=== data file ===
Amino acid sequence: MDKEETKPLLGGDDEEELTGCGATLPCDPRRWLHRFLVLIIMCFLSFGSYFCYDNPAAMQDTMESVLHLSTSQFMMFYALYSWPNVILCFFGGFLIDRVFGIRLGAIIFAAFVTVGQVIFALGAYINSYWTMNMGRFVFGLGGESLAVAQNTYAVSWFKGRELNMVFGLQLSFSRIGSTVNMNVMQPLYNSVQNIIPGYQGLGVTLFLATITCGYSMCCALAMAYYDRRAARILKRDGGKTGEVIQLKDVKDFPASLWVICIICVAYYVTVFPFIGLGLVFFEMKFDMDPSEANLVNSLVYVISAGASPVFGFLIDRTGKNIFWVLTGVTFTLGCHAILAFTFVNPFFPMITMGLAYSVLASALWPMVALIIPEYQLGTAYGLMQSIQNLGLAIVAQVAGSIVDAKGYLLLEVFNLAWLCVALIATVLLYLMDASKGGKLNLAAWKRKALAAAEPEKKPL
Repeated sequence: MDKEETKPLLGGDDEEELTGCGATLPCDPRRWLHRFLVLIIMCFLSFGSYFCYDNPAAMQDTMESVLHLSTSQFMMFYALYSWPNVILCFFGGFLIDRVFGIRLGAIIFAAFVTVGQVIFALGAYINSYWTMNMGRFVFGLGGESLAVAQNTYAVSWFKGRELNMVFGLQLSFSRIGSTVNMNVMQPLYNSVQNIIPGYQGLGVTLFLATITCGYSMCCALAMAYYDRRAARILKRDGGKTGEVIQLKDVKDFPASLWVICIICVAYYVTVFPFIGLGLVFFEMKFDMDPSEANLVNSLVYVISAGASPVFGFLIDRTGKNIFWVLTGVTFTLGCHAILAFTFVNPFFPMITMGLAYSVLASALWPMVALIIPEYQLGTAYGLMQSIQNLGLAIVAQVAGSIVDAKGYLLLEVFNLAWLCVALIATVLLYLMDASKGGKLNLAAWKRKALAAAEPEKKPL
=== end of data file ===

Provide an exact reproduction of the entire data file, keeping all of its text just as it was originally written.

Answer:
Amino acid sequence: MDKEETKPLLGGDDEEELTGCGATLPCDPRRWLHRFLVLIIMCFLSFGSYFCYDNPAAMQDTMESVLHLSTSQFMMFYALYSWPNVILCFFGGFLIDRVFGIRLGAIIFAAFVTVGQVIFALGAYINSYWTMNMGRFVFGLGGESLAVAQNTYAVSWFKGRELNMVFGLQLSFSRIGSTVNMNVMQPLYNSVQNIIPGYQGLGVTLFLATITCGYSMCCALAMAYYDRRAARILKRDGGKTGEVIQLKDVKDFPASLWVICIICVAYYVTVFPFIGLGLVFFEMKFDMDPSEANLVNSLVYVISAGASPVFGFLIDRTGKNIFWVLTGVTFTLGCHAILAFTFVNPFFPMITMGLAYSVLASALWPMVALIIPEYQLGTAYGLMQSIQNLGLAIVAQVAGSIVDAKGYLLLEVFNLAWLCVALIATVLLYLMDASKGGKLNLAAWKRKALAAAEPEKKPL
Repeated sequence: MDKEETKPLLGGDDEEELTGCGATLPCDPRRWLHRFLVLIIMCFLSFGSYFCYDNPAAMQDTMESVLHLSTSQFMMFYALYSWPNVILCFFGGFLIDRVFGIRLGAIIFAAFVTVGQVIFALGAYINSYWTMNMGRFVFGLGGESLAVAQNTYAVSWFKGRELNMVFGLQLSFSRIGSTVNMNVMQPLYNSVQNIIPGYQGLGVTLFLATITCGYSMCCALAMAYYDRRAARILKRDGGKTGEVIQLKDVKDFPASLWVICIICVAYYVTVFPFIGLGLVFFEMKFDMDPSEANLVNSLVYVISAGASPVFGFLIDRTGKNIFWVLTGVTFTLGCHAILAFTFVNPFFPMITMGLAYSVLASALWPMVALIIPEYQLGTAYGLMQSIQNLGLAIVAQVAGSIVDAKGYLLLEVFNLAWLCVALIATVLLYLMDASKGGKLNLAAWKRKALAAAEPEKKPL